January 24, 2022

"Ex-China Vietnamese Illegal Immigrants": The Creation and Contestation of an Unwieldy Acronym

Headshot of contributor, "Ex-China Vietnamese Illegal Immigrants": The Creation and Contestation of an Unwieldy Acronym

Jana K Lipman Tulane University

Vietnamese refugees living in their boats at the Government Dockyard in Kowloon, Hong Kong, 1979 (United Nations Photography Archive).

On May 17, 1981, Hong Kong immigration officers were confronted with 107 individuals claiming to be Vietnamese. They arrived in a wooden sailboat, but unlike most Vietnamese arriving in Hong Kong, their boat had not embarked from Vietnam but from Pingsha, China. At the time, Hong Kong was still a British colony. It offered all incoming Vietnamese first asylum, refugee status, and the promise of resettlement in a third country – typically a wealthy, majority white, English-speaking country like the United States, Canada, or the UK. In contrast, Hong Kong labeled all “border crossers” from China as “illegal immigrants,” and officials quickly returned those apprehended back to China with few questions asked.

Scholars refer to these individuals through a variety of terms. One of the leading scholars of this community, Xiaorong Han, typically refers to the Chinese in Vietnam, and does not refer to them as Vietnamese. In most of the popular literature, they are referred to as Chinese Vietnamese, and other times, they are categorized as an ethnic minority within Vietnam. In Vietnamese, they are often referred to as the Hoa. Here I generally use the term “Chinese Vietnamese,” because it is commonly used in the English-language documents and because it connotes their ambiguous and frequently changing relationship with both China and Vietnam.

Complicating this stark two-tier policy was this population of Chinese Vietnamese arriving in Hong Kong via China. The Chinese Vietnamese population had long had an ambiguous relationship to rights, political status, and citizenship in Vietnam during the post-World War II period. That instability dramatically increased during the military hostilities between China and Vietnam in the late 1970s, causing significant numbers of Chinese Vietnamese to leave the country. This population flummoxed Hong Kong and UNHCR officials. Who were these people? Were they Chinese? Vietnamese? Did they deserve refugee status like other Vietnamese or were they Chinese citizens who should live in China?

In this instance, a forty-one year old man whom the Hong Kong immigration officials categorized as “Chinese” spoke for the group. He was from Quang Ninh in northern Vietnam, and like more than 200,000 Chinese Vietnamese individuals, he had fled to China during the height of the Sino-Vietnamese conflict in 1978 and 1979. He would have been thirty-eight years old at the time. The Chinese government had “resettled” him on the Yingchong Overseas Chinese Tea Farm in Guangdong Province. However, he did not want to live in China. Toward the end of 1980, a Chinese government official approached him and hundreds of other Chinese Vietnamese transplants and asked if they were “willing to accept Chinese citizenship.” His answer to Hong Kong immigration officials was telling: “According to Source, most had refused [Chinese citizenship], as they all hoped for eventual resettlement overseas.” , 1This man now, along with dozens of others, bribed local Chinese officials, secured a vessel, and took to the seas. His boat first landed in Macau and then went on to Hong Kong. He claimed he should receive refugee status like the almost 80,000 Vietnamese before him, many of whom were also Chinese Vietnamese.2 In explaining his story to Hong Kong officials, he seemed keenly aware of the value of citizenship, and in this case, the value of not being a Chinese citizen.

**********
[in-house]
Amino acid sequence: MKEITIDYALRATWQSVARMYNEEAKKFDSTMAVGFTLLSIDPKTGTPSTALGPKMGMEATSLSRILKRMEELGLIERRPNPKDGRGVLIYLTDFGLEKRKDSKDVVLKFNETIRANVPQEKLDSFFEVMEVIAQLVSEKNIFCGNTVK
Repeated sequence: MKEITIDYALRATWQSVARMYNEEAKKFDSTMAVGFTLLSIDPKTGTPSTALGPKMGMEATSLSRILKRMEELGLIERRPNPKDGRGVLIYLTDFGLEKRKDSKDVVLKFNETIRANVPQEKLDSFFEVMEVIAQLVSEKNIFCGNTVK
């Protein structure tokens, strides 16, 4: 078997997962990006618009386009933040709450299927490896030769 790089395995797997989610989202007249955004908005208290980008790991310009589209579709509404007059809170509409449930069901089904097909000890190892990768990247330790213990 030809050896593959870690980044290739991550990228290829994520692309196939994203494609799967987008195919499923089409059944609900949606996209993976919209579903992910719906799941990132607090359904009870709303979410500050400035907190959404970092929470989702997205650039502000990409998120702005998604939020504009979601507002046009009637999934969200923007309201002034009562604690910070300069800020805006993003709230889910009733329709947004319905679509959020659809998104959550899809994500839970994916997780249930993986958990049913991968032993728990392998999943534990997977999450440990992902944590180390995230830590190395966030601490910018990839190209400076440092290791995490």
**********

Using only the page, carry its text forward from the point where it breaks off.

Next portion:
From the point of view of both the United Nations High Commissioner for Refugees and the British colonial government of Hong Kong, this Chinese Vietnamese population had already relocated to China and resettled there. As such, they did not have the same claim to refugee status as those arriving direct from Vietnam. In good bureaucratic fashion, administrative officials coined an odd and clunky acronym: this man and others like him would henceforth be characterized as Ex-China Vietnamese Illegal Immigrants, or ECVIIs.

In good bureaucratic fashion, administrative officials coined an odd and clunky acronym: this man and others like him would henceforth be characterized as Ex-China Vietnamese Illegal Immigrants, or ECVIIs.

We should always raise our eyebrows when governments create new categories and legal statuses. Often new categories are meant to exclude, and “ECVII” is a case in point. The history and creation of this odd neologism sheds light on the muddy interplay between categories of ethnicity, refugee status, citizenship, and leads to an unexpected truth: While the label of statelessness often creates intractable problems, in this instance it actually offered protection and opportunity. These Chinese Vietnamese migrants did not want to be recognized as Chinese citizens; they gained more by being seen as Vietnamese refugees. A lack of citizenship here actually improved their prospects.3